The show is also finally getting some delayed acknowledgment from Hollywood itself. For the first time this year, Hauser and the rest of the cast were up for the Screen Actors Guild’s coveted Outstanding Performance by an Ensemble in a Drama Series.
“One of the coolest things is that places like California, New York and Hollywood are catching on,” Hauser says. “I don’t know why they didn’t seem to care for the first few years.”
Despite these and other signs the show is a hit with everyone everywhere—it’s no coincidence that fashion journalists spent much of last year chronicling the return of “Western fashion” in places like New York and Los Angeles—Yellowstone’s story lines and themes still get it pigeonholed as Red State entertainment: a white family that seeks to maintain its hold on power and way of life, which are being threatened by big business, people of color (the fictional Broken Rock tribe), the government and criminals.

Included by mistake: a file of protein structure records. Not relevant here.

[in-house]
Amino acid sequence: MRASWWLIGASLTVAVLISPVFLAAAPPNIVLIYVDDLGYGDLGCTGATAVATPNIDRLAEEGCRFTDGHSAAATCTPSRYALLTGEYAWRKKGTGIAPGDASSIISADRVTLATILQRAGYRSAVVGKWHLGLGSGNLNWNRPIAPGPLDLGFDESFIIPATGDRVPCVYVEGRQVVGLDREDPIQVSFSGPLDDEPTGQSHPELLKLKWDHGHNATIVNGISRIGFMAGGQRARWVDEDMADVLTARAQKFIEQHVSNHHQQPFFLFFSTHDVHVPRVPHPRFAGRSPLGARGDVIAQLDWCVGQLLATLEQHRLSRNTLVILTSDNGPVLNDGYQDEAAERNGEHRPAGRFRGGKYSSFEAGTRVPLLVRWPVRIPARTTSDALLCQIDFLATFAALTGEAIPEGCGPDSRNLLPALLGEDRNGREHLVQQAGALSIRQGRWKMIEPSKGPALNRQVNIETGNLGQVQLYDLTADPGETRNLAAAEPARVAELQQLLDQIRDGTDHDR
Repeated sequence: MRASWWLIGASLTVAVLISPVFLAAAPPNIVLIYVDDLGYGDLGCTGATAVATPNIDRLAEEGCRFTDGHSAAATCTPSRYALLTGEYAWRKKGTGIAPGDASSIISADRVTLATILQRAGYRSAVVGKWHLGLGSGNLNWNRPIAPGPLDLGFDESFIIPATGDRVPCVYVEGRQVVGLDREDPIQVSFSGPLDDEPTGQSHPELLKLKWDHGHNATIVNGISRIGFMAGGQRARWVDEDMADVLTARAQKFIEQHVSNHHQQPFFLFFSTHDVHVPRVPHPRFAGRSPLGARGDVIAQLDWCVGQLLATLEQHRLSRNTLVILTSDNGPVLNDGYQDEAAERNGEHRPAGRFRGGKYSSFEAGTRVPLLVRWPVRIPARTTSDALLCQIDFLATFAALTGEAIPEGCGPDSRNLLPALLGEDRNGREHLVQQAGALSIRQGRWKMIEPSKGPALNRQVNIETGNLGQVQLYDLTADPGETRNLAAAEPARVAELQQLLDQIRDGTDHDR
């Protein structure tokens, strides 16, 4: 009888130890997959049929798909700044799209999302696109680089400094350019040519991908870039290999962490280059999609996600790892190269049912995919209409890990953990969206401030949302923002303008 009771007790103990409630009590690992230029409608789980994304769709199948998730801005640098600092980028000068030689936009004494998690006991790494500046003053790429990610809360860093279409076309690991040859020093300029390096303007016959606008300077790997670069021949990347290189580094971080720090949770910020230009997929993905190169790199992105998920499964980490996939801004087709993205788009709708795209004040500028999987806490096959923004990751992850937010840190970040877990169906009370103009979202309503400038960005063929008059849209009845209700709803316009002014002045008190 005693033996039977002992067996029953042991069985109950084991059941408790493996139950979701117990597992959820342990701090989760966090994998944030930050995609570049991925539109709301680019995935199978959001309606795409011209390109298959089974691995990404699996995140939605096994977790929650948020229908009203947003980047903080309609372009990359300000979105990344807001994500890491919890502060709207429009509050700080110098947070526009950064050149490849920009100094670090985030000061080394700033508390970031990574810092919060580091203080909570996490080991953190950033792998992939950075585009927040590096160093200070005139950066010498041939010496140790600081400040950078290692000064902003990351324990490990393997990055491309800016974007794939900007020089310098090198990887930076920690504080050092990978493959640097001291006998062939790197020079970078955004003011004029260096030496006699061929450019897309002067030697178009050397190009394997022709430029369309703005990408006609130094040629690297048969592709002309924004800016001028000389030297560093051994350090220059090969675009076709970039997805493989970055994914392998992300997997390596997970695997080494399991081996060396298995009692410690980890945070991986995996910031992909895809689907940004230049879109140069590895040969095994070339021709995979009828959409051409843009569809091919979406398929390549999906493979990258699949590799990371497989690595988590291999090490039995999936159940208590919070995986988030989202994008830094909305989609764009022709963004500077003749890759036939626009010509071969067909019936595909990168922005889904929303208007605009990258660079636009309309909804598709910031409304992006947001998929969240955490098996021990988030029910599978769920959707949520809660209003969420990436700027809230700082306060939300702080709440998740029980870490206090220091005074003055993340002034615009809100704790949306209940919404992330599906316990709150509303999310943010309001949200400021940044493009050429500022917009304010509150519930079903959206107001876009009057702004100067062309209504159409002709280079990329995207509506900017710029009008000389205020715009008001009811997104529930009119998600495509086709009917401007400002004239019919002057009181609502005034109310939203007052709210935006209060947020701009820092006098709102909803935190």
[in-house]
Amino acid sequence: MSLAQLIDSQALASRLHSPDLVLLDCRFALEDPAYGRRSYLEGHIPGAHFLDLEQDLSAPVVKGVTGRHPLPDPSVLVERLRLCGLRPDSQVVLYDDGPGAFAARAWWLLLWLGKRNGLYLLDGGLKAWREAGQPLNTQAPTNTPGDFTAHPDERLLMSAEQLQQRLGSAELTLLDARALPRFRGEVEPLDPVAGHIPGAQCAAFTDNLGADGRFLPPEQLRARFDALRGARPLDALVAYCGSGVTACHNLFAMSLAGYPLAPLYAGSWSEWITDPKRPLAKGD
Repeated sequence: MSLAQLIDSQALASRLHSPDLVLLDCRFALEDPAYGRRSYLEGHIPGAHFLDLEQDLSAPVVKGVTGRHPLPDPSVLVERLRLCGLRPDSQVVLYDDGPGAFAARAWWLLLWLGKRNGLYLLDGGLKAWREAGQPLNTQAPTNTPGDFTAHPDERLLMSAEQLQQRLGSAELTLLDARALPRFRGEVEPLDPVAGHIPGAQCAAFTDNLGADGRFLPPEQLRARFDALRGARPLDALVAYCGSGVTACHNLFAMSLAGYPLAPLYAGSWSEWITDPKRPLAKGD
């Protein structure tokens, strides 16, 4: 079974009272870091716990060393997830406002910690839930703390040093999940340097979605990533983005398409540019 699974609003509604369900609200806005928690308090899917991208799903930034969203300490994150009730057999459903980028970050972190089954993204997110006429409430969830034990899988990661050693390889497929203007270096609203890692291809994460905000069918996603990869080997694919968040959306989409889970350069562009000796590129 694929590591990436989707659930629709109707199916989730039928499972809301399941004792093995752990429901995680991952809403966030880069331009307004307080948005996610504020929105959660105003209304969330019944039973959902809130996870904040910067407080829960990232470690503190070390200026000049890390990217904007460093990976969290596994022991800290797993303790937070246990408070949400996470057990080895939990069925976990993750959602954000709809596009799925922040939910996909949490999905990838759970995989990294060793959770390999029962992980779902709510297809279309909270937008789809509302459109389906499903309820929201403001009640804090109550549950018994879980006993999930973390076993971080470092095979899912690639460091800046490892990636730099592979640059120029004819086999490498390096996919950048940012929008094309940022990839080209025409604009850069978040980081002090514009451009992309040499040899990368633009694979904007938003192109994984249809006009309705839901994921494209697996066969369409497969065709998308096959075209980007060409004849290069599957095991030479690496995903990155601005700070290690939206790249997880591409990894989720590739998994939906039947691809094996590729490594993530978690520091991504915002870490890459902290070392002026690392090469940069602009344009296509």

It’s a fraught issue, and when the topic comes up Hauser nods and sighs, then takes a moment to think about how to address it. While he acknowledges who the show’s main audience has been, he also thinks the show’s themes are more universal and less political than others make them out to be.
“A lot of people who watch the show live in the ‘Red States’ or the heartland—whatever you wanna call it. I don’t want to be offensive to anyone,” he says. “I just look at the show as being about the old and the new—and that’s just who we all are. That’s America for you.”